The Arabian Sand Boa (Eryx Jayakari) is an incredible pet snake as they are strong creatures and are efficiently handled. Like all boas, they are not poisonous; rather, they are ambush hunters and use their bodies to squeeze their prey.
These boas are absolutely adapted to living under the sand as their eyes are on top of their heads. In addition, they have a beautiful basic setup in terms of information and feeding management, making them pets great for newcomers.
Behaviour and Temperament
The Arabian Sand Boa is adapted to desert life and burrows under the sand to thermoregulate itself. They are typically night-loving snakes, appearing up to the surface layer of sand to hunt and thermoregulate.
They are easily maintained and bred in captivity, so we restrain the practice of purchasing wild-caught varieties. These boas are great eaters and should not provide new owners with any difficulties. They are not livebearers as many of the boa family are.
They lay a clutch of 5 to 15 eggs which hatch in approximately 66 days. These snakes are moderately calm and do great with careful handling. However, they can strike out if they feel irritable or consider your fingers to look like a good meal.
Arabian Sand Boa Facts
- Common Name: Arabian Sand Boa
- Synonym: Jayakar’s sand boa
- Natural Habitat: Deserts in Saudi Arabia, Oman, Iran, Iraq, UAE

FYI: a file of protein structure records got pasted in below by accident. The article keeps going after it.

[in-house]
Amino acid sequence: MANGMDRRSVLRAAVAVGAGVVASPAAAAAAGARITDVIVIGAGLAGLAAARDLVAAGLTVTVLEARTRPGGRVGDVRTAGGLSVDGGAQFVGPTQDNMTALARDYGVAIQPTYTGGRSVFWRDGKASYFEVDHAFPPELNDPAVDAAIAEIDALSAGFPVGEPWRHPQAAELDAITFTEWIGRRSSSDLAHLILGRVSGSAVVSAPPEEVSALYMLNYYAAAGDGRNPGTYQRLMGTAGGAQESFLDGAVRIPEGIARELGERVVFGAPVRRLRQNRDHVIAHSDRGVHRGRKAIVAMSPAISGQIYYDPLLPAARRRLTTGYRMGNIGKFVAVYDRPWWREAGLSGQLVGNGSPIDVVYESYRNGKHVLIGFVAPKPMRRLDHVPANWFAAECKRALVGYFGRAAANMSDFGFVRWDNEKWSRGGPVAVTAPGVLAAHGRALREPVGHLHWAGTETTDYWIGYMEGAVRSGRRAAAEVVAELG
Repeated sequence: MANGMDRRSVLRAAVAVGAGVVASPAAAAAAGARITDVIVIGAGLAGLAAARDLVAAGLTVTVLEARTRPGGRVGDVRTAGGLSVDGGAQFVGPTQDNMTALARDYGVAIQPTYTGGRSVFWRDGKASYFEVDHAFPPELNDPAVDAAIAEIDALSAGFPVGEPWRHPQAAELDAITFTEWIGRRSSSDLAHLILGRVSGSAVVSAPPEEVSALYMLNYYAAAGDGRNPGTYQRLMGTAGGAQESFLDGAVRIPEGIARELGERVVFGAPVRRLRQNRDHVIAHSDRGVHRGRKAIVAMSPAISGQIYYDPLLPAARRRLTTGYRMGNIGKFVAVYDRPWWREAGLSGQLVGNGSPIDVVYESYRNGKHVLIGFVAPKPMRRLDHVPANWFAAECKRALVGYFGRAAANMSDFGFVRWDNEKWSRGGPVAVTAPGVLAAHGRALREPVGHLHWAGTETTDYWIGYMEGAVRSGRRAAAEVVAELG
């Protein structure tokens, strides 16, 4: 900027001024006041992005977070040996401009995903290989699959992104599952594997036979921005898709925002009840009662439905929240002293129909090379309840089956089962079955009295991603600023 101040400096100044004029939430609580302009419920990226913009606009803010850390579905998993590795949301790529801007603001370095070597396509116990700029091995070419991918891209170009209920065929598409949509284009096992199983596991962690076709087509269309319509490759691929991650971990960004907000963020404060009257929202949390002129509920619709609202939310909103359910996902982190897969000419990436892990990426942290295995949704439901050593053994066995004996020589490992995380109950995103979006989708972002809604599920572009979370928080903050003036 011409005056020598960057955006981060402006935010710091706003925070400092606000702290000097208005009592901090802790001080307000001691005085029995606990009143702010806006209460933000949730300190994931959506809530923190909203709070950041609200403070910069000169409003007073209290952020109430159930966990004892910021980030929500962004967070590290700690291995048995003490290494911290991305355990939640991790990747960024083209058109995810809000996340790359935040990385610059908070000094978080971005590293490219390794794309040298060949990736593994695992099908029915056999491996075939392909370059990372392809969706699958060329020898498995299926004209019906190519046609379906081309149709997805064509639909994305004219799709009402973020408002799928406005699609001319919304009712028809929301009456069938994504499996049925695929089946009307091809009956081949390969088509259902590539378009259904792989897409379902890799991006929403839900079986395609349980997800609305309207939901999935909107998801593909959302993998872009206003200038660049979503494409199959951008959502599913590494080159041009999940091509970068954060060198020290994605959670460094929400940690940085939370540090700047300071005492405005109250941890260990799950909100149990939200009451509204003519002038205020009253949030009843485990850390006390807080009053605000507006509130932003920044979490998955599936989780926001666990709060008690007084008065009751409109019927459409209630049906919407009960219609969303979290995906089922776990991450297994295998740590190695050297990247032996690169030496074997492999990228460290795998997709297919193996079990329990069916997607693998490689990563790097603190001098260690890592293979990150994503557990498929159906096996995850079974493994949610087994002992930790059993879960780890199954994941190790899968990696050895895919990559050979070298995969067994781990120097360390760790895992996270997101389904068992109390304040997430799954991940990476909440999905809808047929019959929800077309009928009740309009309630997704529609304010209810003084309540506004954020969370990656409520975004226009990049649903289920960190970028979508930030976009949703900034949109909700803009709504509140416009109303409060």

- Type: Snakes
- Family: Boidae
- Adult Size: Around 16 inches
- Lifespan: 20 to 30 years
- Diet: Lizards and mice
- Experience Level: Beginner
- Enclosure Size: 20 inches long x 10 inches wide x 10 inches high
- Kingdom: Animalia
- Phylum: Chordata
- Class: Reptilia
- Order: Squamata
- Suborder: Serpentes
- Family: Boidae
- Genus: Eryx
- Species: E. Jayakari
The Arabian Sand Boa is a miniature snake only growing to around 16 inches in length. This species is considerably sexually dimorphic, which makes sexing them fairly easy. The male is significantly shorter than the female when they are fully developed.
The female’s tail is very small and short from juveniles; there is no clear difference between her tail and body. The male’s tail is discrete. It narrows significantly after his vent and is much thinner and longer than the female’s tail.
These snakes appear in different shades of brown to tan. Their coloring supports a staggering transverse pattern of light and dark. This coloration supports them blend into their natural surroundings in the desert on the Arabian Peninsula.
Behaviour and Temperament
Arabian Sand Boas are nighttime creatures. This indicates that they are numerous powerful at night. These boas burrow under the sand. They do this to thermoregulate. This implies they cannot regulate their body temperatures as creatures do.
So, they go to regions that are more temperate or cooler to improve their metabolic processes. These boas can be pretty modest and worried, so they will strive to evade you by burrowing in their substrate.